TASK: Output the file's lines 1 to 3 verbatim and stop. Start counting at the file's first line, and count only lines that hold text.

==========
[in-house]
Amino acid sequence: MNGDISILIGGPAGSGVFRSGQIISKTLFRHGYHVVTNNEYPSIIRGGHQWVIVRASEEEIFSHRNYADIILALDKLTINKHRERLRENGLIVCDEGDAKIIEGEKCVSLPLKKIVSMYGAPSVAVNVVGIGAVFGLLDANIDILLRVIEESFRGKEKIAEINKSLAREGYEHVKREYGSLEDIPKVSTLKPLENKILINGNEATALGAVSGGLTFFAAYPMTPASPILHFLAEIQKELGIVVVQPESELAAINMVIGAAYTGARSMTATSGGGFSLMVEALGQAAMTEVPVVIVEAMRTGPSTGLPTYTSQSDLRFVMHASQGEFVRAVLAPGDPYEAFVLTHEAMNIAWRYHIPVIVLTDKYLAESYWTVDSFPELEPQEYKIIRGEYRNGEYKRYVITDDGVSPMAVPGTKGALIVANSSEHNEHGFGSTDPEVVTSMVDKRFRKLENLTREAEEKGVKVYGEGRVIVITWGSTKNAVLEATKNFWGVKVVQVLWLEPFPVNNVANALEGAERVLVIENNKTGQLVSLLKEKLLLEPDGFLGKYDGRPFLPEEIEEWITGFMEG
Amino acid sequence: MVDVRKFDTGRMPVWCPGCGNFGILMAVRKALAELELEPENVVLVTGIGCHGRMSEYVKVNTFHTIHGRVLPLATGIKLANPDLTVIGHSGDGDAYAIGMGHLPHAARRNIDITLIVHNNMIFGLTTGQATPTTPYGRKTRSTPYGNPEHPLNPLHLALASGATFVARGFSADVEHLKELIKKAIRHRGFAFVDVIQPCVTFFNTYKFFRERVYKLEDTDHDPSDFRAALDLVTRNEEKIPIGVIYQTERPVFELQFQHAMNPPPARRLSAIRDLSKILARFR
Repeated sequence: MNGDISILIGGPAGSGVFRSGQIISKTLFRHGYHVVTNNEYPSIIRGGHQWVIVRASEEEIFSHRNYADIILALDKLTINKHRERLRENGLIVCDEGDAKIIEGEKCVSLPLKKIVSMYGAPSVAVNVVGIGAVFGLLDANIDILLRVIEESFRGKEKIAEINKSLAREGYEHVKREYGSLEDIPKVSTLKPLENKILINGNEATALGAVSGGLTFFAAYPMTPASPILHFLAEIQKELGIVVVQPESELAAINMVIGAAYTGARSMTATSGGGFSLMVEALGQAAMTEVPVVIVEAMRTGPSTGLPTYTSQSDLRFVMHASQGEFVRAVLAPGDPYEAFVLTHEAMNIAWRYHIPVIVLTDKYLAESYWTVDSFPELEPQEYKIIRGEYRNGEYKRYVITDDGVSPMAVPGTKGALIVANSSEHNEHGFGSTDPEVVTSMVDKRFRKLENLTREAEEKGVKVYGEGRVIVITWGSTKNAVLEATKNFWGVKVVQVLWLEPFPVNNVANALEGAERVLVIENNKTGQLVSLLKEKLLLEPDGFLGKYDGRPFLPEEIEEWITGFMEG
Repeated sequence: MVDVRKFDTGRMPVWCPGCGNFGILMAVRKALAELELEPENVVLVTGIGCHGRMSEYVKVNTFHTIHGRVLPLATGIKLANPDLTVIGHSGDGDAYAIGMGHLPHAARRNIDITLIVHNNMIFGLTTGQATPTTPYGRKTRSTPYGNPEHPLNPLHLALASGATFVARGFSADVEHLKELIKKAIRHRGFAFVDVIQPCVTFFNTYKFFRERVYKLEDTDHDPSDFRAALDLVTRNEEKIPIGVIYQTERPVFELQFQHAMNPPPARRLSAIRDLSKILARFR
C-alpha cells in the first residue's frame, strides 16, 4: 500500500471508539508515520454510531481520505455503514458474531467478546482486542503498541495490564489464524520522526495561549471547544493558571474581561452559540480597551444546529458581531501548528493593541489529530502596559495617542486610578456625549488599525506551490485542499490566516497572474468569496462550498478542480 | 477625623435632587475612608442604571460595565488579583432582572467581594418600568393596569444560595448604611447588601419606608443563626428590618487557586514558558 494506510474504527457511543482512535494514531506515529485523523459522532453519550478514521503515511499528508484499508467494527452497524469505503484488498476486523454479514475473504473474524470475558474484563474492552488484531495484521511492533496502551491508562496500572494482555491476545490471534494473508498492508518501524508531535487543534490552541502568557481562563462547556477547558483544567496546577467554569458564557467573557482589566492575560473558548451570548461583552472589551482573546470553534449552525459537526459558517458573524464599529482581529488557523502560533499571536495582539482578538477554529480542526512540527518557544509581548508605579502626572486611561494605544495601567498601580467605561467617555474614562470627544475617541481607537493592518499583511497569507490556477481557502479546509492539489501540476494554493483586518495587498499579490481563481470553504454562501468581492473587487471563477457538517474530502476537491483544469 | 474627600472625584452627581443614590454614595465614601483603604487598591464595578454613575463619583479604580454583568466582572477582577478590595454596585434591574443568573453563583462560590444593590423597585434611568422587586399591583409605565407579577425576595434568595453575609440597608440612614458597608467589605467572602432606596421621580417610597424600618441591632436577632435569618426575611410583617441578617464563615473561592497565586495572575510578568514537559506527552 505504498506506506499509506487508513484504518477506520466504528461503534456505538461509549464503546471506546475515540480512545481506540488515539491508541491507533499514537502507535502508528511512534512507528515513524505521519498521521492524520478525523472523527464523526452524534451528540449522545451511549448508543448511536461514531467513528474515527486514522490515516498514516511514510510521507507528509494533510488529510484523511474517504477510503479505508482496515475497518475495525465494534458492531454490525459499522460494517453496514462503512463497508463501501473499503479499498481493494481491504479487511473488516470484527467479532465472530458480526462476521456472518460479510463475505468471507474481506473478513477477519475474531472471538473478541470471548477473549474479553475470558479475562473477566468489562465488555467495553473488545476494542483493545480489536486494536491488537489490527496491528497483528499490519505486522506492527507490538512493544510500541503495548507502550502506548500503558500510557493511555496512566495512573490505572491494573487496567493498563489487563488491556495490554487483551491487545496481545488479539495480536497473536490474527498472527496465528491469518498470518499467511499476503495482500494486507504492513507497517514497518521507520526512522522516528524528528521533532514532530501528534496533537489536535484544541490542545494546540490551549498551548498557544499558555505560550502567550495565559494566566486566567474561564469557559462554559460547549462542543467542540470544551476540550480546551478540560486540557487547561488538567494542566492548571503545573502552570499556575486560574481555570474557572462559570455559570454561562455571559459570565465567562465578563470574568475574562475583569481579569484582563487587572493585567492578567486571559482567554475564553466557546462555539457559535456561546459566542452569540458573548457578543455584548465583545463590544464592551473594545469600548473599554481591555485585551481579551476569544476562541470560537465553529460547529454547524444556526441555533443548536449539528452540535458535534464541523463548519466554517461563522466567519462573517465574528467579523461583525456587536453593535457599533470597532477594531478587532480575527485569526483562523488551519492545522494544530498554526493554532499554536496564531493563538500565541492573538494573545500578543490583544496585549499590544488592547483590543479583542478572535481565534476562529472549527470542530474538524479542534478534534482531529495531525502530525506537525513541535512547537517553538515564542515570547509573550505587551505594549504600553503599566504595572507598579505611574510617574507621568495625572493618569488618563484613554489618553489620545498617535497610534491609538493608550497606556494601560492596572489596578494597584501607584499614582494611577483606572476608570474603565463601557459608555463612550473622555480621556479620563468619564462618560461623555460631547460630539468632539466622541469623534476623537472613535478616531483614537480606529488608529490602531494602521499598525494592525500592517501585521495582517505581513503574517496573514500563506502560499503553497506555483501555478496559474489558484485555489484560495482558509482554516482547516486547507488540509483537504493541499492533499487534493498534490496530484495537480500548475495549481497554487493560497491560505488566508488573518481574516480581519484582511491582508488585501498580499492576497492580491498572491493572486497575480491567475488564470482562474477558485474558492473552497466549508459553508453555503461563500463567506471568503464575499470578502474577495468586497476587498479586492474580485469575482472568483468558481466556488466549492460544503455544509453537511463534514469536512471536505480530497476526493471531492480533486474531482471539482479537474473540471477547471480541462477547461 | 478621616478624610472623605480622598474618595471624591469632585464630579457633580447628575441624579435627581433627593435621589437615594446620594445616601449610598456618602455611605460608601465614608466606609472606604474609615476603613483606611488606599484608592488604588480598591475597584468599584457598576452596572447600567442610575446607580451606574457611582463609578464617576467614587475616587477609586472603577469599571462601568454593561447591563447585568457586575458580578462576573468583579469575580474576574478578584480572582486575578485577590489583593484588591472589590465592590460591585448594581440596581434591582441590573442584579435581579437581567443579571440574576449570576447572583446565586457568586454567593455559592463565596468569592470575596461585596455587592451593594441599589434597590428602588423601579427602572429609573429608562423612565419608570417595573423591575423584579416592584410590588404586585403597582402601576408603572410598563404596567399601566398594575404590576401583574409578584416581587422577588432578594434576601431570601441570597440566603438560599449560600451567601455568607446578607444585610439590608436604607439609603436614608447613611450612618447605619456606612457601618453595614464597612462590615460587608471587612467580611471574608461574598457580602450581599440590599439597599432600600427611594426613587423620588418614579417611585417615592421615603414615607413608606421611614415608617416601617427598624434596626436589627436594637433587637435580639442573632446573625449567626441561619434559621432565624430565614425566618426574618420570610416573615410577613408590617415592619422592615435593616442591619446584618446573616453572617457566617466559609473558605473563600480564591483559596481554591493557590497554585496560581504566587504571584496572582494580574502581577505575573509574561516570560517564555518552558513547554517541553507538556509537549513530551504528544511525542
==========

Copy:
[in-house]
Amino acid sequence: MNGDISILIGGPAGSGVFRSGQIISKTLFRHGYHVVTNNEYPSIIRGGHQWVIVRASEEEIFSHRNYADIILALDKLTINKHRERLRENGLIVCDEGDAKIIEGEKCVSLPLKKIVSMYGAPSVAVNVVGIGAVFGLLDANIDILLRVIEESFRGKEKIAEINKSLAREGYEHVKREYGSLEDIPKVSTLKPLENKILINGNEATALGAVSGGLTFFAAYPMTPASPILHFLAEIQKELGIVVVQPESELAAINMVIGAAYTGARSMTATSGGGFSLMVEALGQAAMTEVPVVIVEAMRTGPSTGLPTYTSQSDLRFVMHASQGEFVRAVLAPGDPYEAFVLTHEAMNIAWRYHIPVIVLTDKYLAESYWTVDSFPELEPQEYKIIRGEYRNGEYKRYVITDDGVSPMAVPGTKGALIVANSSEHNEHGFGSTDPEVVTSMVDKRFRKLENLTREAEEKGVKVYGEGRVIVITWGSTKNAVLEATKNFWGVKVVQVLWLEPFPVNNVANALEGAERVLVIENNKTGQLVSLLKEKLLLEPDGFLGKYDGRPFLPEEIEEWITGFMEG
Amino acid sequence: MVDVRKFDTGRMPVWCPGCGNFGILMAVRKALAELELEPENVVLVTGIGCHGRMSEYVKVNTFHTIHGRVLPLATGIKLANPDLTVIGHSGDGDAYAIGMGHLPHAARRNIDITLIVHNNMIFGLTTGQATPTTPYGRKTRSTPYGNPEHPLNPLHLALASGATFVARGFSADVEHLKELIKKAIRHRGFAFVDVIQPCVTFFNTYKFFRERVYKLEDTDHDPSDFRAALDLVTRNEEKIPIGVIYQTERPVFELQFQHAMNPPPARRLSAIRDLSKILARFR